You should accept nothing less than this if you are considering buying a puppy from a breeder. If the breeder you’re considering does not invest in her litters (showing, health testing, good vet care, excellent food, shots, etc.), if she does not offer constant support, if she does not stand behind her puppies, you should walk away from the purchase.
A puppy that comes with those investments and intangibles will range from $700 or $800 for the least expensive breeds to $3500 or more for the most expensive. The less-expensive breeds are lower in price because they’re easier to breed (fewer required health tests, fewer c-sections, etc.) or because the market is just lower for those breeds. The more expensive breeds generally reflect higher breeding costs and, for some breeders, a desire to weed out bargain-hunters (among the popular breeds, this is a real problem).
One VERY important thing to realize is that the reverse is also true. If someone is offering you a cheap puppy, one you know is far less expensive than the prevailing good-breeder price, you should take a step back and look at it very carefully.
One puppy is not just like the other. There’s no “brand” to rely on. One Havanese is not the same as every other Havanese. So a cheap one isn’t a good idea, because it usually means that the breeder cut corners somewhere, or is going to stop returning your phone calls as soon as your check is cashed. Be very, very cautious when you see a puppy that is appreciably cheaper than the others you’ve been considering.
How about rescue?
There’s a temptation to say “Well, the dog is homeless, it isn’t worth anything.” And people get seriously ticked when a rescue asks $350 for a homeless dog. I understand this impulse, but you need to look at the price you’re paying in just the same way as you do a well-bred dog.
The reason that rescues (these are the organizations that concentrate on one or two breeds, or that pull dogs from shelters to find homes for them) are so much more expensive than the typical shelter, which is in turn more expensive than the typical animal control or pound, is all about investment and support. It’s the same equation.
A pound or animal control has invested only electricity, mortgage, and food in the dogs it releases for adoption. It generally asks you to cover that cost plus (sad, but true) the cost of housing and euthanizing the dogs it does not adopt out. The dog comes with little or no health information, a vague guess on age, and you won’t be calling the animal control officer at three in the morning. So $5-$75 would be typical. But you should never count on this being a “cheap” dog: you’re on the hook for vet costs, spay/neuter, training, etc. The weekend that we adopted Wilson and Sparky from the pound, on Friday they cost $10 for the two of them. By Monday we’d spent $800, and that didn’t count Sparky’s neuter.
A shelter adds a spay or neuter and shots, and sometimes a behavioral evaluation. Any time you get a spayed or neutered dog you are coming out ahead money-wise; spays are CRAZY expensive. We just paid $275 for Ginny, and our last Dane spay was $600. Shots are generally about $60-75 at your vet’s office. So the shelter can be assumed to invest several hundred dollars per dog but (unless it’s a very rare type of shelter) you are not going to get a lot of behavioral support after adoption; adoption fees are typically $100-300.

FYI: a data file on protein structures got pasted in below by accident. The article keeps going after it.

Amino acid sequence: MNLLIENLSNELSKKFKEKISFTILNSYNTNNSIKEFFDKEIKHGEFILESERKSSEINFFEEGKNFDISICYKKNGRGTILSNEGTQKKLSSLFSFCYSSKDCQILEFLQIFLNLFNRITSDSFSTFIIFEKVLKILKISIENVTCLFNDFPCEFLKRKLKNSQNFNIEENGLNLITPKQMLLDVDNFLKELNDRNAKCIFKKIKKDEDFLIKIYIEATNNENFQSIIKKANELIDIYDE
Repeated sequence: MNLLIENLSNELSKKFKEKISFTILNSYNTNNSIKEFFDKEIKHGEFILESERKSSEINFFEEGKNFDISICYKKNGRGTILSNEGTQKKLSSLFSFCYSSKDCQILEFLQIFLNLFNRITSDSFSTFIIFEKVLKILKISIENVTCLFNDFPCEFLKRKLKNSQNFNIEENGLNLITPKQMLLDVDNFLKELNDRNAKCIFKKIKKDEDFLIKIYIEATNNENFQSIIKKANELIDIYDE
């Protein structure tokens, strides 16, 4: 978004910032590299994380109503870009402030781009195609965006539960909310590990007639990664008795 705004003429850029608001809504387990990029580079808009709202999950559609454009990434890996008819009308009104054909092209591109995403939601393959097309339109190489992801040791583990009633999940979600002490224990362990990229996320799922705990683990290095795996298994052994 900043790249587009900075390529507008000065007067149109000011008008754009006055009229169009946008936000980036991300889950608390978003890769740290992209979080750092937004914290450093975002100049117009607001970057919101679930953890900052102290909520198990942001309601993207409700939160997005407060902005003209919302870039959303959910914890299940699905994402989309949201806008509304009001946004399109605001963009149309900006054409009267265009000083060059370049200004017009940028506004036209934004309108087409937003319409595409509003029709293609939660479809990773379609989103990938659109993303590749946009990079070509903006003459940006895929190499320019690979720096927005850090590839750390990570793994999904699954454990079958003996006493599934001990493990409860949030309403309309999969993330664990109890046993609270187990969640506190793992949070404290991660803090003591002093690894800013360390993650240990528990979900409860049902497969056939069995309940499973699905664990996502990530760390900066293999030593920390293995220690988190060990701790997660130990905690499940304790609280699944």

Rescues are a HUGE step up in terms of investment and support. A rescue typically puts dogs in foster homes, often invests in behavioral consultation and training, intervenes to cure any health issue, gets the dog in top shape, spays or neuters, and then adopts the dog out. A single behavioral consult is $200 or so – I’ve paid them, so I know – training is another few hundred, spay/neuter, several hundred in vet costs per dog if it has any issue. And rescues are usually run by very knowledgeable individuals, often breeders or trainers themselves. A rescue offers behavioral assistance for the life of the dog and also guarantees the dog a home for life (if anything changes, they’ll take it back from you). The typical rescue fee – $350-$500 – is a bargain when you look at what you get for it.
So – and you know it’s going to come back to me – how much am I going to charge for Clue’s litter? Well, I’ve not made a final decision. My instinct is to provide a bundled price, something I’ve been contemplating for a few years now. What I would like to do is ask a certain amount, and have that include the two things that I think are the most important keys to your success with this puppy: training and sterilization. So (and this is just picking a number out of the air) a purchase price of $1200, and I rebate you $100 when you complete puppy kindergarten and another $100 when you provide proof of spay/neuter.
There are actually a bunch of things I’d like to include with the puppy purchase: A membership in the Yankee Cardigan Welsh Corgi Club, microchipping, a crate, a pad, etc. But now I have to do the fancy dance of mathematics, trying to keep my puppy price reasonable and not end up tens of thousands of dollars in the hole.
If I get any big inspirations, I’ll let you know!
Thank you so much for this post, particularly the bit on rescue. It’s amazing how often people are shocked that we ask $175 for our rescue beagles. And they nearly all cost more than that just to vet! People often have very unrealistic expectations.